Widgets Polo Day! Tony makes a fool of himself on a horse [October 2, 2010) - A Round-the-World Travel Blog: Devil May Care

Polo Day! Tony makes a fool of himself on a horse [October 2, 2010)

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I don't think we can say enough good things about the South American Explorer's Club. Lonely Planet's South America on a Shoestring recommends them so frequently that I had initially assumed there were kickbacks involved. The accolades are well-deserved, however, and I wish we'd joined earlier. They have offices in Quito, Lima, Cuzco and Buenos Aires. Members can have mail delivered to the SAE offices and held for them. But most importantly, the SAE staff provide a wealth of local knowledge and organize events with other travelers.

It was through SAE that we ended up driving into a Buenos Aires suburb in order to watch a practice polo match, with the expectation that we could give it a try ourselves. Polo days are a common tourist activity in Buenos Aires, but they're quite pricey, and SAE managed to book the excursion at a significant discount (albeit without the heart-attack inducing asado as a post-game meal).

How did we make out?

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Posted at the polo club

As a spectator sport, there's a lot to be said for polo. We were seated at the centerline of the field, and when the action's close, it's almost too close. Perhap my ancestors were pikemen: thousands of pounds of horse trampling its way towards me in a controlled charge triggers an instinctive unease. But those moments pass quickly, and the line makes its way towards a goal a binocular's view away. In all, beer, choripan, and the spectacle of ten horses beating their way down the field is a great way to spend a day.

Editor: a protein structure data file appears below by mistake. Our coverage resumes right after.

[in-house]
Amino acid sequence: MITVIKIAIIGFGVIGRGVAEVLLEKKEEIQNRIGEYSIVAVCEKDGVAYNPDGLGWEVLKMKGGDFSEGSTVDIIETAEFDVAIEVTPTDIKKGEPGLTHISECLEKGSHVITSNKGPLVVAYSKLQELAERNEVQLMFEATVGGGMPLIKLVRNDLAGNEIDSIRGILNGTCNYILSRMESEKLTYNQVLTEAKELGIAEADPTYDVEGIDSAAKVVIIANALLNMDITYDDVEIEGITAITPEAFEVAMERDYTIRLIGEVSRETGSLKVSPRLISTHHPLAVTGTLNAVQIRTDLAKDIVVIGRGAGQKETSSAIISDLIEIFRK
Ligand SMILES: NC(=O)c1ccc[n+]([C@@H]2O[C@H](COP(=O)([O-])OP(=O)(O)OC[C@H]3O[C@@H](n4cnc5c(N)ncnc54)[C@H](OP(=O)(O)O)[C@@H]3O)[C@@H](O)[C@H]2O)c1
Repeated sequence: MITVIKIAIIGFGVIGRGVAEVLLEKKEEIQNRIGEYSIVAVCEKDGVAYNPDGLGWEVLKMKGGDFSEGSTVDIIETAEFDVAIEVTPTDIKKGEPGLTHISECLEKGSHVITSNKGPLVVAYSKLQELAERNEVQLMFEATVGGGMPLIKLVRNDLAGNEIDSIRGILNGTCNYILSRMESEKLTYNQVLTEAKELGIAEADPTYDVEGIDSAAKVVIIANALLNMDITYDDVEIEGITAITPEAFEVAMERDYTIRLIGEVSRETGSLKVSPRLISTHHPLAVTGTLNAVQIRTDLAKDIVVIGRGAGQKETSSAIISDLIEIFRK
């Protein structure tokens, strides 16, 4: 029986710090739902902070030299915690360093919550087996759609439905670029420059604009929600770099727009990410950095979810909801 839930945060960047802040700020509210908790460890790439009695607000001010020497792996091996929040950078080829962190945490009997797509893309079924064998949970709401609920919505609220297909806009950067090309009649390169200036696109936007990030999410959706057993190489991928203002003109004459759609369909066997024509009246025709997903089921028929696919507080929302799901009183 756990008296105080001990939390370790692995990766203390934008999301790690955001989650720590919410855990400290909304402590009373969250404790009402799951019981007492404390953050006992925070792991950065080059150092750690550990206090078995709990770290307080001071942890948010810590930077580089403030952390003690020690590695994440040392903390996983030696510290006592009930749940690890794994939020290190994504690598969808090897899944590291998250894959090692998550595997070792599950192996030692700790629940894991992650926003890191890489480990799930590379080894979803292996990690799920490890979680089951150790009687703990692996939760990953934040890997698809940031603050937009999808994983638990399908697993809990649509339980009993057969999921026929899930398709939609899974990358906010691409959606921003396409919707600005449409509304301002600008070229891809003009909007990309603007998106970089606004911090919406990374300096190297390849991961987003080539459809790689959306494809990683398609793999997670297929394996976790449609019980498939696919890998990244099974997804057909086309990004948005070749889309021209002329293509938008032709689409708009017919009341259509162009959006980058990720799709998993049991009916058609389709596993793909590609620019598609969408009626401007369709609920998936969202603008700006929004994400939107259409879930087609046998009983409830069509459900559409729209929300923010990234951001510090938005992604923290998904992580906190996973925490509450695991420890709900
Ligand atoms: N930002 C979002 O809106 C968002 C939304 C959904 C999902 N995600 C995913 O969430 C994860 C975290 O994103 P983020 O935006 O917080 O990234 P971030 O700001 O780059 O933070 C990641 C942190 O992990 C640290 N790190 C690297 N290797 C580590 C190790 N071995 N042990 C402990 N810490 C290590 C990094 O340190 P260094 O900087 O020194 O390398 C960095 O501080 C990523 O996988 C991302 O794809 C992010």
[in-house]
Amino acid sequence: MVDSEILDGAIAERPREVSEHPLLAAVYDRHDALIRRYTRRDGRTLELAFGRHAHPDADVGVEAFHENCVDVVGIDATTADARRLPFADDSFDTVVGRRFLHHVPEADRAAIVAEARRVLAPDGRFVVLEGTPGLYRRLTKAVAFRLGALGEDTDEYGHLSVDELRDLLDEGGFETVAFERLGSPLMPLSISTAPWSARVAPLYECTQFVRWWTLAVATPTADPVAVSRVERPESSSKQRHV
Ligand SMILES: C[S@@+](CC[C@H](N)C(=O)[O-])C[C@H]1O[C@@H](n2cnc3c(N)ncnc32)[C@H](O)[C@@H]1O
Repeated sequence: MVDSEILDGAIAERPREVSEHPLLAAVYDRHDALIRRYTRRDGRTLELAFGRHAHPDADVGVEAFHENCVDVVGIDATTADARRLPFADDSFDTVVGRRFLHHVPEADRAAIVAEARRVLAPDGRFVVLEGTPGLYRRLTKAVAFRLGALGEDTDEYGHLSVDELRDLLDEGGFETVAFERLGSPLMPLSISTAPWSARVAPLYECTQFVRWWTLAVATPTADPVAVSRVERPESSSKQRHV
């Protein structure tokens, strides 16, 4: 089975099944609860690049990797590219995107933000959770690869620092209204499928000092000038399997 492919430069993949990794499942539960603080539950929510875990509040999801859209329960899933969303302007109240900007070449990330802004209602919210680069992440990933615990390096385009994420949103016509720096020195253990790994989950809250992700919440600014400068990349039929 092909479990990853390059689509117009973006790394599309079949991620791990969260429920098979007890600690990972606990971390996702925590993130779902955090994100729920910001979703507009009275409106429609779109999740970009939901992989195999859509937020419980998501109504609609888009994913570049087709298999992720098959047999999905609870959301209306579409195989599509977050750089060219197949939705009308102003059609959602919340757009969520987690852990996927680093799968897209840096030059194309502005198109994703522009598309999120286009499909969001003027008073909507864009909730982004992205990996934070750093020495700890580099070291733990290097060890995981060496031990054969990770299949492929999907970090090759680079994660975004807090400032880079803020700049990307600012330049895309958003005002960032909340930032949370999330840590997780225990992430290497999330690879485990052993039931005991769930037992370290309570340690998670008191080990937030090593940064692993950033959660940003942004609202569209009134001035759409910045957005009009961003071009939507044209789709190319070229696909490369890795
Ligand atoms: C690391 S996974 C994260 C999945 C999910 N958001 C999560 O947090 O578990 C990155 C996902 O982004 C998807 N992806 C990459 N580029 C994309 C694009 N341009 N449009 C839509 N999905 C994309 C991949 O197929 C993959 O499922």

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We watched several "chukkas" (roughly, ten minute periods, after which the horses are changed), and then our host offered to show us the ropes. None of us were really naturals, although if we could have combined a few of our party into a single horseman, we would have made a fine polo player. Two women were already experienced on horses, and could get them to gallop. I, on the other hand, was convinced that kicking the horse's ribs too hard would break them, and never managed anything above a canter. However, my long arms gave me an advantage in actually hitting the ball. This lead to a lengthy competition of slow-motion polo, in which various faster horses would try to steal the ball from me, but miss, followed by my horse waddling up and me thwacking the ball in some more-or-less controlled direction.

I got lucky: my allergies to horses didn't act up. All in all, a great day, made better by meeting members of the polo club and the South American Explorers. Two of the latter were a couple also making their way around the world on a very lengthy honeymoon.

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Hurray for more-or-less controlled thwacking! Sounds like a fine day out altogether.

You mean to tell me you could have ridden an elephant or a horse to your wedding?

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